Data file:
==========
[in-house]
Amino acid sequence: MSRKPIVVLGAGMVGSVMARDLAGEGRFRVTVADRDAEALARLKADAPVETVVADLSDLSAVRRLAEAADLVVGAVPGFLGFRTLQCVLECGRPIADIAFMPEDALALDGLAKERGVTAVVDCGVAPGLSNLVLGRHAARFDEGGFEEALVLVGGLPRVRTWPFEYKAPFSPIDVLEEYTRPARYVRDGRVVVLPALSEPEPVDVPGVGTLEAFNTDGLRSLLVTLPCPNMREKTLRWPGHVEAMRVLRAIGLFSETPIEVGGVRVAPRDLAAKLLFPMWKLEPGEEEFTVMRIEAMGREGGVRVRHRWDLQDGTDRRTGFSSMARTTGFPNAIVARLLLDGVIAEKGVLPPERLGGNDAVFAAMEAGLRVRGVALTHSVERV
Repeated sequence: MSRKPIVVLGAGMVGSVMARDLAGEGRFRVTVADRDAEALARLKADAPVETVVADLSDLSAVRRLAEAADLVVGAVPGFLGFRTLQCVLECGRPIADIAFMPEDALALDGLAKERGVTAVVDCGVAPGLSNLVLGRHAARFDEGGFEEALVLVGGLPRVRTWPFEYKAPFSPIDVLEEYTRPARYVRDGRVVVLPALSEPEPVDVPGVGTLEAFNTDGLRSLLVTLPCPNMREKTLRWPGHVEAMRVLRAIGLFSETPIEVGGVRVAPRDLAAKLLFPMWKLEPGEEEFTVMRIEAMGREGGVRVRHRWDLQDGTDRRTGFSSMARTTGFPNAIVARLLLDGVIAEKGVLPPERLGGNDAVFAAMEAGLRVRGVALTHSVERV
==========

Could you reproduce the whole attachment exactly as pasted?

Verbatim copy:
[in-house]
Amino acid sequence: MSRKPIVVLGAGMVGSVMARDLAGEGRFRVTVADRDAEALARLKADAPVETVVADLSDLSAVRRLAEAADLVVGAVPGFLGFRTLQCVLECGRPIADIAFMPEDALALDGLAKERGVTAVVDCGVAPGLSNLVLGRHAARFDEGGFEEALVLVGGLPRVRTWPFEYKAPFSPIDVLEEYTRPARYVRDGRVVVLPALSEPEPVDVPGVGTLEAFNTDGLRSLLVTLPCPNMREKTLRWPGHVEAMRVLRAIGLFSETPIEVGGVRVAPRDLAAKLLFPMWKLEPGEEEFTVMRIEAMGREGGVRVRHRWDLQDGTDRRTGFSSMARTTGFPNAIVARLLLDGVIAEKGVLPPERLGGNDAVFAAMEAGLRVRGVALTHSVERV
Repeated sequence: MSRKPIVVLGAGMVGSVMARDLAGEGRFRVTVADRDAEALARLKADAPVETVVADLSDLSAVRRLAEAADLVVGAVPGFLGFRTLQCVLECGRPIADIAFMPEDALALDGLAKERGVTAVVDCGVAPGLSNLVLGRHAARFDEGGFEEALVLVGGLPRVRTWPFEYKAPFSPIDVLEEYTRPARYVRDGRVVVLPALSEPEPVDVPGVGTLEAFNTDGLRSLLVTLPCPNMREKTLRWPGHVEAMRVLRAIGLFSETPIEVGGVRVAPRDLAAKLLFPMWKLEPGEEEFTVMRIEAMGREGGVRVRHRWDLQDGTDRRTGFSSMARTTGFPNAIVARLLLDGVIAEKGVLPPERLGGNDAVFAAMEAGLRVRGVALTHSVERV